China fishery

China’s Fishery Has A 70MW Solar Facility

A future powered by renewable energy may have been assured by farms where fish and algae thrive under solar panels.

China’s Concord New Energy, a business that specialises in the development and operation of wind and solar power projects, has erected a 70-MW solar plant on the top of a fish pond in the industrial park of Cangzhou, Hebei province.

Hybrid solar-fishery systems not only conserve land, but they also provide clean, renewable energy.

As solar power has evolved to meet the needs of our more climatic times, a sort of floating solar farms known as the fishery-solar hybrid system has gained appeal. For example, the United States has just begun building of the largest floating solar farm in the country in New Jersey.

Economy class passengers on Air New Zealand will now be able to sleep in bunk beds.

In contrast, in China, the use of fishery-solar hybrid systems has increased significantly in recent years. Solar panels are placed on top of the fish pond’s surface to power a farm of fish and shrimp, and the water below the solar panels is used for aquaculture.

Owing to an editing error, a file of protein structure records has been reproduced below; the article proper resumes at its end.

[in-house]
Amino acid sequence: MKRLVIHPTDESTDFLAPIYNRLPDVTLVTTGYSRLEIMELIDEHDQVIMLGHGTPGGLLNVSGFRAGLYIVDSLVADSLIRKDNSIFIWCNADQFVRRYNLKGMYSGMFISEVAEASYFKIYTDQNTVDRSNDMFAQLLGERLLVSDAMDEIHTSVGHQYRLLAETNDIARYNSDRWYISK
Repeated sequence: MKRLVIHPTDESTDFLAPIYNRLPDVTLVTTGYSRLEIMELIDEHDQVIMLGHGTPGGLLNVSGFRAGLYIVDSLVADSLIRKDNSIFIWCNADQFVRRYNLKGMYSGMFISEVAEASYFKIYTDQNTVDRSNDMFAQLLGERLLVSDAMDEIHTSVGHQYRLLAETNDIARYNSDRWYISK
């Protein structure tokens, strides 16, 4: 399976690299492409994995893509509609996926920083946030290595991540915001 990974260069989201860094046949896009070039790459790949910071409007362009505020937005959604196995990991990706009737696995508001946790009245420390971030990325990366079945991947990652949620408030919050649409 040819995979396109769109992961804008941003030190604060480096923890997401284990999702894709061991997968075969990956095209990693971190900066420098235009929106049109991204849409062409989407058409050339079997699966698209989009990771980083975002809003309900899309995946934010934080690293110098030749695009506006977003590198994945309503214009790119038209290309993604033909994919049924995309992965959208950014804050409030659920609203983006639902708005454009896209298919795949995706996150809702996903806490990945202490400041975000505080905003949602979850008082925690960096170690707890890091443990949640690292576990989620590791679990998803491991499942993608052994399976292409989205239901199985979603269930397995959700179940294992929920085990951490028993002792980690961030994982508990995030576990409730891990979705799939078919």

According to a Concord New Energy spokeswoman, the company’s new project, which utilises Trina Solar’s 670W Vertex PV modules, began in the second half of last year and was completed in early June. Fisheries will begin using the fish ponds once the system is connected to the national grid.

The pile foundation is 6 to 7 metres deep and that the water surface is 1 metre below the modules, assuring maximum safety and reliability.

It is possible to reduce water temperature, minimise evaporation, and effectively block strong sunlight by floating photovoltaic panels in the fish pond.

This considerably reduces the risk of fish dying from elevated water temperatures.”

By using water-resistant packaging materials, Trina Solar claims that the modules in the project have improved the isolation of metal components such soldering strips, string connections and busbars while also reducing the Potential Induced Degradation (PID) impact of photovoltaic panels.

When it comes to the fishery-solar hybrid system, there are numerous advantages, including its capacity to cool the water on hot summer days and shield it from the sun’s harmful rays. By improving the water quality and adjusting the metabolism of fish, this reduces the outbreak of aquaculture diseases, according to SRNE Solar.

In addition, the floating photovoltaic power system reduces water surface evaporation and loss by using solar electricity.

Due to the water’s cooling effect, floating solar panels, according to the Environmental and Energy Study Institute, can be as much as 15% more efficient than terrestrial solar.

Some unexpected consequences may arise when new technologies are adopted too quickly.

There is still a lot of unanswered questions about how floatovoltaics’ development impacts the environment, society and economy, and it is time for scientists to investigate these issues in the light of large-scale projects being implemented around the world.

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